He said he never had anything to do with Aggett again “till he heard he hanged himself”.

“I was also told, but I don’t know by whom, that he [Aggett] hanged himself with a tablecloth that was given to him by family or friends that Christmas,” he said. The tablecloth is a reference to the kikoi, which was what Aggett was hanged with in his cell. 

Deetlefs claimed to be unaware of the expedition by Whitehead and Sergeant Paul Erasmus to Aggett’s school in then Grahamstown and then to his parents’ home in Somerset West to find evidence that Aggett suffered from depression or had suicidal tendencies. Erasmus testified to this last week and also said they turned up empty-handed.

Varney raised the contradiction of why this expedition was sanctioned by Brigadier Hendrik Muller, the head of the security branch in Johannesburg, if Deetlefs had already reported his concerns about Aggett being a suicide risk to Whitehead and Conwright.

Deetlefs said he believed that this likely came at Whitehead’s insistence. Deetlefs was based on the 10th floor of John Vorster Square, alongside Whitehead. He testified that he heard screams of pain regularly from the political detainees and acknowledged that electric shock as torture was “general” in its routine use.

But he said he personally never assaulted a detainee and never witnessed an assault on a detainee by his colleagues at John Vorster Square. He did add that he once escorted Barbara Hogan to see a district surgeon when she had been assaulted.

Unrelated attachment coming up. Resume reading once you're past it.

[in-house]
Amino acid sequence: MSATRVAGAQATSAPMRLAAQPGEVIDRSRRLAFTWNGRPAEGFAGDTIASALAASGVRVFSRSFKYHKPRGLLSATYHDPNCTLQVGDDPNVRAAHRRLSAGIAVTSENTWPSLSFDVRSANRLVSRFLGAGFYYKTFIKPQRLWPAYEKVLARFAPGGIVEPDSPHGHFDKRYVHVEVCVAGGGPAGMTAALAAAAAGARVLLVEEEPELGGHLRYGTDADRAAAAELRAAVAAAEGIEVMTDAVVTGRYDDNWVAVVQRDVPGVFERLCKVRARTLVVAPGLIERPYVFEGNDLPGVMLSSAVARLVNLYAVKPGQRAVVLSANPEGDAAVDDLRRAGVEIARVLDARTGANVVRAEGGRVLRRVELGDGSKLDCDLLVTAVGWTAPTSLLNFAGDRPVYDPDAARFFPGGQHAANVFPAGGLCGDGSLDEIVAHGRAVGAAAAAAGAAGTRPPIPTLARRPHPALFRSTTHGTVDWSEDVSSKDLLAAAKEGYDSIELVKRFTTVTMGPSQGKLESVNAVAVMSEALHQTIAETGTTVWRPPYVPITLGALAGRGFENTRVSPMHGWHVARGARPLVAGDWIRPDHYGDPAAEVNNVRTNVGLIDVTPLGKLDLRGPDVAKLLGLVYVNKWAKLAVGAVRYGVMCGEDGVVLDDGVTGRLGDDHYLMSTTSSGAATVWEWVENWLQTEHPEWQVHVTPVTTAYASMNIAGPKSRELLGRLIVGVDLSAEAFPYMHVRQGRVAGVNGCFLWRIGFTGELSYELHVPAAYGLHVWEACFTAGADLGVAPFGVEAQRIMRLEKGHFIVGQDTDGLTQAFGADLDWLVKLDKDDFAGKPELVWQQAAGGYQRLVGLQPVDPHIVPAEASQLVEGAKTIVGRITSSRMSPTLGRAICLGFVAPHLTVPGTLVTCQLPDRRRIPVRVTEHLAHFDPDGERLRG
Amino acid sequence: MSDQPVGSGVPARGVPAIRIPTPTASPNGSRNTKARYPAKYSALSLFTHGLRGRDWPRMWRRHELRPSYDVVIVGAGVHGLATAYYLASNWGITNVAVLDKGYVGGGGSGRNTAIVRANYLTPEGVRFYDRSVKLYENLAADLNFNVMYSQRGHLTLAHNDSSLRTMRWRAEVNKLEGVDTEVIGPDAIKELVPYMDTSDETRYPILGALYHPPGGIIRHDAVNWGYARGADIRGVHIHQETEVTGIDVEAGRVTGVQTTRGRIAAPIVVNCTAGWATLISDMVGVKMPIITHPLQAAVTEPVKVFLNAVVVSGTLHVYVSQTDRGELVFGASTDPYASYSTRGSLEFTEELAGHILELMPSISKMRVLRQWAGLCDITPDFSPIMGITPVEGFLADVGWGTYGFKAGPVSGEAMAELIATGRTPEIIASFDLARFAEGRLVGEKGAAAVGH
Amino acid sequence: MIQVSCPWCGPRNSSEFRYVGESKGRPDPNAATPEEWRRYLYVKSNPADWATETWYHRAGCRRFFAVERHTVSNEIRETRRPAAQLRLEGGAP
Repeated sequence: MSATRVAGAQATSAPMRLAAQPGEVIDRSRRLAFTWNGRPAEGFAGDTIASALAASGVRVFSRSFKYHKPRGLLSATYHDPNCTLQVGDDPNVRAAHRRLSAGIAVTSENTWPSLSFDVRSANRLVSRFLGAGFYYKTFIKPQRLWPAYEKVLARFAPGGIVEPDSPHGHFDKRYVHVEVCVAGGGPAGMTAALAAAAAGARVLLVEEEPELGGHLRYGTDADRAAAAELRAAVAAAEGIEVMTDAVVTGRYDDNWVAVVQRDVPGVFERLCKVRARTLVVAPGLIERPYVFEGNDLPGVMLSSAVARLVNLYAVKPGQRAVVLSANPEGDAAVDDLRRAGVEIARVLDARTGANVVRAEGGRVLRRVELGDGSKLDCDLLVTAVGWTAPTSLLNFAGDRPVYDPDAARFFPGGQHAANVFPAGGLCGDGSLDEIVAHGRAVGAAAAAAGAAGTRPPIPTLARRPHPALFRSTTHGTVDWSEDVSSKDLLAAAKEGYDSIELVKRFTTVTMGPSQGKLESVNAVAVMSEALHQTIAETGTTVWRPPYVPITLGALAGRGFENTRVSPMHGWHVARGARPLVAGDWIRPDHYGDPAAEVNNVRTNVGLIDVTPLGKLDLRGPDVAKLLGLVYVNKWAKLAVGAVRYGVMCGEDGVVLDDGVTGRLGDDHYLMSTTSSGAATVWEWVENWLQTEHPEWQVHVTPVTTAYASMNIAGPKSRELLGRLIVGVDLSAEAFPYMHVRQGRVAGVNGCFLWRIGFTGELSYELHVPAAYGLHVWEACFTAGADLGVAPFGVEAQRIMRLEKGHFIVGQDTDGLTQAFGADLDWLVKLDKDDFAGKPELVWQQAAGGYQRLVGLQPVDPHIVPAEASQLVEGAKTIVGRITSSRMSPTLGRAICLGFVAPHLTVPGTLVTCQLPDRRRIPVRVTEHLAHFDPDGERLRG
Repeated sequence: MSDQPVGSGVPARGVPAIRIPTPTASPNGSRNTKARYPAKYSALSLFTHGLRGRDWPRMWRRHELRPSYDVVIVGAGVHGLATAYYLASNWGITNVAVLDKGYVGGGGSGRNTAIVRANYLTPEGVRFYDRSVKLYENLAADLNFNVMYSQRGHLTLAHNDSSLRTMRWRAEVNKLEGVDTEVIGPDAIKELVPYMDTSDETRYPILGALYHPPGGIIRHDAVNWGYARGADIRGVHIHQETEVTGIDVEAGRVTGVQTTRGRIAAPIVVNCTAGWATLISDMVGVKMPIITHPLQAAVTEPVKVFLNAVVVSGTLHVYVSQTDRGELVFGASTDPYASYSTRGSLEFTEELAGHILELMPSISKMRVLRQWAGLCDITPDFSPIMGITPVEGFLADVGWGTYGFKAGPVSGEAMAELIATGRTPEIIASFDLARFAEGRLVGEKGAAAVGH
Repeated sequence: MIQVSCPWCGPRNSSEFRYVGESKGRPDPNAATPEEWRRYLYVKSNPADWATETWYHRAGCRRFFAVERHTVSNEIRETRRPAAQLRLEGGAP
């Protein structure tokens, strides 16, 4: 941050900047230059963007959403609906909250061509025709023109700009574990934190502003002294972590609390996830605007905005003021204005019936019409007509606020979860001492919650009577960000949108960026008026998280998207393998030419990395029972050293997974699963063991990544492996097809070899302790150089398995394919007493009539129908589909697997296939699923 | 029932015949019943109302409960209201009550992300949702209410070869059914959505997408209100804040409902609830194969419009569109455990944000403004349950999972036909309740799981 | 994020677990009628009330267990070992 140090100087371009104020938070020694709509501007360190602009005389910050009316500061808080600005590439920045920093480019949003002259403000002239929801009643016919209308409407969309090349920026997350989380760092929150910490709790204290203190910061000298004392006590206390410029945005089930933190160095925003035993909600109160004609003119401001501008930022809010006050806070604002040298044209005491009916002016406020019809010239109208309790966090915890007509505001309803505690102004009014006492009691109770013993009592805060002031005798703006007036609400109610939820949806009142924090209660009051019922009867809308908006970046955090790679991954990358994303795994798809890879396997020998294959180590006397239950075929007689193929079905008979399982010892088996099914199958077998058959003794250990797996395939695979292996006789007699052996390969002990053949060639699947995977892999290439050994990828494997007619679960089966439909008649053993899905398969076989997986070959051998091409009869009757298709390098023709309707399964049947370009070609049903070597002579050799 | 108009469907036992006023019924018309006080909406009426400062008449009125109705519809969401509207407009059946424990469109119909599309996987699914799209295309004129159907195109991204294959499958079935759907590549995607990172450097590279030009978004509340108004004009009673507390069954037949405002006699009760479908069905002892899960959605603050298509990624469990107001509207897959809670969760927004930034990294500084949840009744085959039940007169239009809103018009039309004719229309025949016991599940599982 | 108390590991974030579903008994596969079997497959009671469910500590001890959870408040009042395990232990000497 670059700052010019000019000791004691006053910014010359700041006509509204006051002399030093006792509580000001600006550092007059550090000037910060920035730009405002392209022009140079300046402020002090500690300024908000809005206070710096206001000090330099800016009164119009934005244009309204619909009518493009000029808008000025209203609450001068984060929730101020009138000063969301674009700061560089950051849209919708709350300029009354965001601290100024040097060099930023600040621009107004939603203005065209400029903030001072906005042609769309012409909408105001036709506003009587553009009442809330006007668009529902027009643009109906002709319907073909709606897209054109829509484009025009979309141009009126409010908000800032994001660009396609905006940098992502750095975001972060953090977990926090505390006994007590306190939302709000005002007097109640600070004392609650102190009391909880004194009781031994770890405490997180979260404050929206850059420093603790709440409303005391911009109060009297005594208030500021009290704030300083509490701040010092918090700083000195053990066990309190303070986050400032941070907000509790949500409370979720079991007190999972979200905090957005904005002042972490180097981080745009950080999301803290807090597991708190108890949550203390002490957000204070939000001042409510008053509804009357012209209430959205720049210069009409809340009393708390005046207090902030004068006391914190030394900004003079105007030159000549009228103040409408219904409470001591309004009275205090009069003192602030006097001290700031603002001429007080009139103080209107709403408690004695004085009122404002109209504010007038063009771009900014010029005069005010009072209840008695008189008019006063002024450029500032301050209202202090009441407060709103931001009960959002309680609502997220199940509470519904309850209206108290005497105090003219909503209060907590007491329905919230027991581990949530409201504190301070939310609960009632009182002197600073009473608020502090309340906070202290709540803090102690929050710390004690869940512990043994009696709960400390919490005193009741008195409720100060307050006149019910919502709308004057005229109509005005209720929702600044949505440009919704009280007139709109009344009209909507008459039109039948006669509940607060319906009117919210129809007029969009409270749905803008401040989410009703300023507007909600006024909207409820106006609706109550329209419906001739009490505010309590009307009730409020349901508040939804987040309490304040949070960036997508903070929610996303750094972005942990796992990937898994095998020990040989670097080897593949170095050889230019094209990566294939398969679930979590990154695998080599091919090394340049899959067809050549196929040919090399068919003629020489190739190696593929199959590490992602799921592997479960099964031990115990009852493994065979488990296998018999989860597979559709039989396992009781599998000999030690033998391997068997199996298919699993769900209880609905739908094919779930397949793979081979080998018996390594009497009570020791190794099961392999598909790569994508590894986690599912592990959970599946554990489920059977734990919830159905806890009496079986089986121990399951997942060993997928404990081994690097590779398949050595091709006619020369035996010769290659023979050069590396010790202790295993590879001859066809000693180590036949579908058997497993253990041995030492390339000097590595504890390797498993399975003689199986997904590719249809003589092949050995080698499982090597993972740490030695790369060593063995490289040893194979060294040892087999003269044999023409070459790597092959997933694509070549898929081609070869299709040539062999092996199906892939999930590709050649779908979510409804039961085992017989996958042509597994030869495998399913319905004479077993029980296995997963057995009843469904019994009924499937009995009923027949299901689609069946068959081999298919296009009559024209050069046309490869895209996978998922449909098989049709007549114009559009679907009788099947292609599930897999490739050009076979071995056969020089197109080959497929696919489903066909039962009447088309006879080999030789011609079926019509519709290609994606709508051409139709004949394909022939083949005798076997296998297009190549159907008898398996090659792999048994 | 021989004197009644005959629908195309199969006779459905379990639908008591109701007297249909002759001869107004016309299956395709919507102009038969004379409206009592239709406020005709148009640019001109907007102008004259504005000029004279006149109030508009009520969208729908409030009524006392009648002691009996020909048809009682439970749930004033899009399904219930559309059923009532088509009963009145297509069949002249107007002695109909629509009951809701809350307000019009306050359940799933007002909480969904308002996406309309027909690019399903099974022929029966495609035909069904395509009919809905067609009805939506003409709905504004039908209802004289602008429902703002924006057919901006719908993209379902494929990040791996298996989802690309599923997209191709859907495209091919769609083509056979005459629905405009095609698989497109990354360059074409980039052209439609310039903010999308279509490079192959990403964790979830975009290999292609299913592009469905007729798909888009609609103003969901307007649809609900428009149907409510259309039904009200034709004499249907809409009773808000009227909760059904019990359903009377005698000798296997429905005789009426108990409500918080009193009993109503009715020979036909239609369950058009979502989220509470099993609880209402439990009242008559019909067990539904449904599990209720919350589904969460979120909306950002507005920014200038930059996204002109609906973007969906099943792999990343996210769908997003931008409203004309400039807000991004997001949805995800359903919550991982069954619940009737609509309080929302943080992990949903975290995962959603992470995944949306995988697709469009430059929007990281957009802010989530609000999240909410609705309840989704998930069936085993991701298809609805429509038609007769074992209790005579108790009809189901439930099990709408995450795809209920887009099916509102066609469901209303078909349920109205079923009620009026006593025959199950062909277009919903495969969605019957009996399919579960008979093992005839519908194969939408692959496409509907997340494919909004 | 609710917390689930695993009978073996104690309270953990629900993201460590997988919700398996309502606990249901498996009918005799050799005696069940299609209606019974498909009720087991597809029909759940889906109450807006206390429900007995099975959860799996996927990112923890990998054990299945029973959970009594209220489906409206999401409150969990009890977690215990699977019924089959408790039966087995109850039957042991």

Deetlefs also said that even had he witnessed assault or torture he would not have been able to report it as a code of “not splitting” on one another was security branch ethos, even though assault meant breaking the law.

Deetlefs agreed with Varney that he would have been obliged to cover up a crime of assault even as a police officer. He said minding your own business and standing together was how Conwright ran the 10th floor.

However, Deetlefs also asserted:

“I never saw a senior officer doing something out of his mandate and therefore it was never necessary for me to report anyone.”

He also didn’t have names to reveal when asked by Judge Motsamai Makume about who was directly involved in administering electric shocks to detainees.

For Jill Burger, Aggett’s sister, it’s been “an annoying and frustrating day”. She said it was insincere of Deetlefs, who has never appeared before the TRC, to start his testimony with sympathy for her and her family, “but then to come here and tell lie after lie”. 

Deetlefs also started the morning’s testimony with a catalogue of health problems that he now faces and said he was medically boarded from the police force in 1995. 

Burger said she believes that Deetlefs’ evidence deepens the family’s beliefs that there remain tangled webs of conspiracy that have protected the likes of Whitehead from prosecution, including what she said is the suspiciously timed announcement of the reopening of this inquest in April 2019. It happened only days after Whitehead died. DM

Dietleefs continues his testimony today.